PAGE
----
Wednesday, July 5, 2017

O’Reilly Closes Its Online Store

John Fomook (Hacker News):

This week, O’Reilly Media stopped retailing books directly on our ecommerce store.


It’s clear that we’re in the midst of a fundamental shift in how people get and use their content. Subscription services like Spotify and Netflix are the new norm, as people opt for paying for digital access rather than purchasing physical units one by one. We’ve already seen this in our own business—the growth of membership on Safari far exceeds the individual units previously purchased on That’s one reason for the change.

Scott Meyers (via Hacker News):

To me, the most interesting implication of this announcement is that O’Reilly’s no-DRM policy apparently resonated little with the market. Other technical publishers I’m familiar with (e.g., Addison-Wesley, the Pragmatic Programmer, Artima) attempt to discourage illegal dissemination of copyrighted material (e.g., books in digital form) by at least stamping the buyer’s name on each page. O’Reilly went the other way, trusting people who bought its goods not to give them to their friends or colleagues or to make them available on the Internet.

Laura Baldwin:

We heard from some of you that you’re unhappy about that decision, especially because no other sellers offer DRM-free ebooks in multiple digital formats. You’re right about that, but there’s more to the story.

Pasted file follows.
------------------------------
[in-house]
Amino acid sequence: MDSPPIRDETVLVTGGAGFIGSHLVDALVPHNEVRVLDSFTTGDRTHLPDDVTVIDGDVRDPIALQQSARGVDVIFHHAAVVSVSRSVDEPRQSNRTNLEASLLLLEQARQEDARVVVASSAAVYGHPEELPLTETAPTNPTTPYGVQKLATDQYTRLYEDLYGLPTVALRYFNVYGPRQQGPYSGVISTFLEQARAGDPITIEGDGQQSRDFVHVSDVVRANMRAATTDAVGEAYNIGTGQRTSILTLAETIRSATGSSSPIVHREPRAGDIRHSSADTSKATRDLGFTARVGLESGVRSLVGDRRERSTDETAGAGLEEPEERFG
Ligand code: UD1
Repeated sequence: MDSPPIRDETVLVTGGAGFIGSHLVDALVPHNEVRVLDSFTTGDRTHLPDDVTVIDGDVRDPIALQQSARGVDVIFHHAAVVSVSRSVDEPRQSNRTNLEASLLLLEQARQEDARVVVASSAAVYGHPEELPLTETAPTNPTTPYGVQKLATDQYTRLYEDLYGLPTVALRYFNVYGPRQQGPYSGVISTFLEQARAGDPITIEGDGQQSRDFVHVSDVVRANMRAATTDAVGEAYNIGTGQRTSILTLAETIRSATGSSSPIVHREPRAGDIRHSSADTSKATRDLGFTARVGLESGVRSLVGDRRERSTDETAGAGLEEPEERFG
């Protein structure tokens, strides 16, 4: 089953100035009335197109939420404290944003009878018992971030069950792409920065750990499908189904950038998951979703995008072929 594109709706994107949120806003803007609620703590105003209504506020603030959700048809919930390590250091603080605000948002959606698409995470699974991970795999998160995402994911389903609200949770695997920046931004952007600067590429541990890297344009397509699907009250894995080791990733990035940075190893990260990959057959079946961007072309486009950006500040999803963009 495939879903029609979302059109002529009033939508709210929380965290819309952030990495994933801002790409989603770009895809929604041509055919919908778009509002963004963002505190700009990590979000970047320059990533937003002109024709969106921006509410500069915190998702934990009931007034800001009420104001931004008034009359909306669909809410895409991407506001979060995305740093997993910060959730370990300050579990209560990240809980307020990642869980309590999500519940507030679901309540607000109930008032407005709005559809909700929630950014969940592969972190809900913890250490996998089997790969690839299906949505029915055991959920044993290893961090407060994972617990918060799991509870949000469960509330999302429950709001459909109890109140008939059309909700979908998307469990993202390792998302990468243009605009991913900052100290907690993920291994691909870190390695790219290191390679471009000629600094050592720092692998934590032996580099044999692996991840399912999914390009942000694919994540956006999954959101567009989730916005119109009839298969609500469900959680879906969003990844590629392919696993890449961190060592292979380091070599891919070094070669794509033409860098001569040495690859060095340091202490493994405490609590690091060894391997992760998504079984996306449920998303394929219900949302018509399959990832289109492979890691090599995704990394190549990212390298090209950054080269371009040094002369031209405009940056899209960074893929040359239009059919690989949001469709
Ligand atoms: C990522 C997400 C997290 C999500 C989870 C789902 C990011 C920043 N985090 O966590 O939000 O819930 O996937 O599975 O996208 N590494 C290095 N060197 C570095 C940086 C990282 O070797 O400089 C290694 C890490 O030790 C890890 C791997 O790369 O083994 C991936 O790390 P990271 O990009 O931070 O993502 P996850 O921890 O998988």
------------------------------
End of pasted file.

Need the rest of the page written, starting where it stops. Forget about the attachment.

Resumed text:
After our announcement, the bulk of your requests have been for PDFs versus kindle or ePub format. We’re already working on offering PDF downloads as part of the Safari subscription, as well as other new features to support offline reading. And we are looking into ways for our resellers to support unit sales of PDFs.


Many of you have also commented that the books moved from lay-flat to regular bindings. That decision came when we became acutely aware of excess inventory sitting in warehouses as print declined. So we became one of the first book publishers to publish print-on-demand (POD) books, where lay-flat is not possible. The reality of POD is actually higher unit costs (think economies of scale…printing one versus printing thousands at once) but far less waste. The benefit of course is fewer dead trees, as well as lower costs overall.

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